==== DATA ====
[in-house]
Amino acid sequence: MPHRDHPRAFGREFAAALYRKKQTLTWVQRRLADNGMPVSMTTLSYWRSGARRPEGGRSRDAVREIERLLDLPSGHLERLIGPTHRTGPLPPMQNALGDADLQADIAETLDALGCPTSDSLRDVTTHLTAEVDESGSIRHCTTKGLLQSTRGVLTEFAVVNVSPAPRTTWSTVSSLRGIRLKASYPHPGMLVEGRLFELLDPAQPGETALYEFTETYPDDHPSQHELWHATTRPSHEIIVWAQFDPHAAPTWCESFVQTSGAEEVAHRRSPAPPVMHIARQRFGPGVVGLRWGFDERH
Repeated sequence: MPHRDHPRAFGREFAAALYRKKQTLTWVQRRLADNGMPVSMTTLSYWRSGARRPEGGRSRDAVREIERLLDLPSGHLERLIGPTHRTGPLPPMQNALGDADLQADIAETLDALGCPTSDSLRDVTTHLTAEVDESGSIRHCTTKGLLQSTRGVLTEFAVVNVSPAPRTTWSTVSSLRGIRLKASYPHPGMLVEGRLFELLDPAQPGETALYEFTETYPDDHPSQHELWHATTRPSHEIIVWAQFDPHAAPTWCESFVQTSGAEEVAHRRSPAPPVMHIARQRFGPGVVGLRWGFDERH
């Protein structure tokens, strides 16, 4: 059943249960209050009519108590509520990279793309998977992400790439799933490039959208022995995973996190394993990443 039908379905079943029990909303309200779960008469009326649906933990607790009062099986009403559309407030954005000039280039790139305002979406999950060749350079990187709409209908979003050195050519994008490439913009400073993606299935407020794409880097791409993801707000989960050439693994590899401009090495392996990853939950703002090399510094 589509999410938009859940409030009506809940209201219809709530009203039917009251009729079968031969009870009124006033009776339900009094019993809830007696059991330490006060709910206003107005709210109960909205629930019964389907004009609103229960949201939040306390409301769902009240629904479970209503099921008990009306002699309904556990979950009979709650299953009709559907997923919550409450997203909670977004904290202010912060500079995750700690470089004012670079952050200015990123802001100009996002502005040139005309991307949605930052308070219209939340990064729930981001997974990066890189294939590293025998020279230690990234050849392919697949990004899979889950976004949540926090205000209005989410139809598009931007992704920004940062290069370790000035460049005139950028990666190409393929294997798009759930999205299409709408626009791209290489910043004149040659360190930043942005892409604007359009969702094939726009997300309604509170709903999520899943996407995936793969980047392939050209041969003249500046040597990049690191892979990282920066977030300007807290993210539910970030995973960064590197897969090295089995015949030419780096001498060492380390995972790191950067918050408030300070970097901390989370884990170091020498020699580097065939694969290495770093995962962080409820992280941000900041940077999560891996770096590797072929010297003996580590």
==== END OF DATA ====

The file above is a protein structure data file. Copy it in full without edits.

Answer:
[in-house]
Amino acid sequence: MPHRDHPRAFGREFAAALYRKKQTLTWVQRRLADNGMPVSMTTLSYWRSGARRPEGGRSRDAVREIERLLDLPSGHLERLIGPTHRTGPLPPMQNALGDADLQADIAETLDALGCPTSDSLRDVTTHLTAEVDESGSIRHCTTKGLLQSTRGVLTEFAVVNVSPAPRTTWSTVSSLRGIRLKASYPHPGMLVEGRLFELLDPAQPGETALYEFTETYPDDHPSQHELWHATTRPSHEIIVWAQFDPHAAPTWCESFVQTSGAEEVAHRRSPAPPVMHIARQRFGPGVVGLRWGFDERH
Repeated sequence: MPHRDHPRAFGREFAAALYRKKQTLTWVQRRLADNGMPVSMTTLSYWRSGARRPEGGRSRDAVREIERLLDLPSGHLERLIGPTHRTGPLPPMQNALGDADLQADIAETLDALGCPTSDSLRDVTTHLTAEVDESGSIRHCTTKGLLQSTRGVLTEFAVVNVSPAPRTTWSTVSSLRGIRLKASYPHPGMLVEGRLFELLDPAQPGETALYEFTETYPDDHPSQHELWHATTRPSHEIIVWAQFDPHAAPTWCESFVQTSGAEEVAHRRSPAPPVMHIARQRFGPGVVGLRWGFDERH
């Protein structure tokens, strides 16, 4: 059943249960209050009519108590509520990279793309998977992400790439799933490039959208022995995973996190394993990443 039908379905079943029990909303309200779960008469009326649906933990607790009062099986009403559309407030954005000039280039790139305002979406999950060749350079990187709409209908979003050195050519994008490439913009400073993606299935407020794409880097791409993801707000989960050439693994590899401009090495392996990853939950703002090399510094 589509999410938009859940409030009506809940209201219809709530009203039917009251009729079968031969009870009124006033009776339900009094019993809830007696059991330490006060709910206003107005709210109960909205629930019964389907004009609103229960949201939040306390409301769902009240629904479970209503099921008990009306002699309904556990979950009979709650299953009709559907997923919550409450997203909670977004904290202010912060500079995750700690470089004012670079952050200015990123802001100009996002502005040139005309991307949605930052308070219209939340990064729930981001997974990066890189294939590293025998020279230690990234050849392919697949990004899979889950976004949540926090205000209005989410139809598009931007992704920004940062290069370790000035460049005139950028990666190409393929294997798009759930999205299409709408626009791209290489910043004149040659360190930043942005892409604007359009969702094939726009997300309604509170709903999520899943996407995936793969980047392939050209041969003249500046040597990049690191892979990282920066977030300007807290993210539910970030995973960064590197897969090295089995015949030419780096001498060492380390995972790191950067918050408030300070970097901390989370884990170091020498020699580097065939694969290495770093995962962080409820992280941000900041940077999560891996770096590797072929010297003996580590």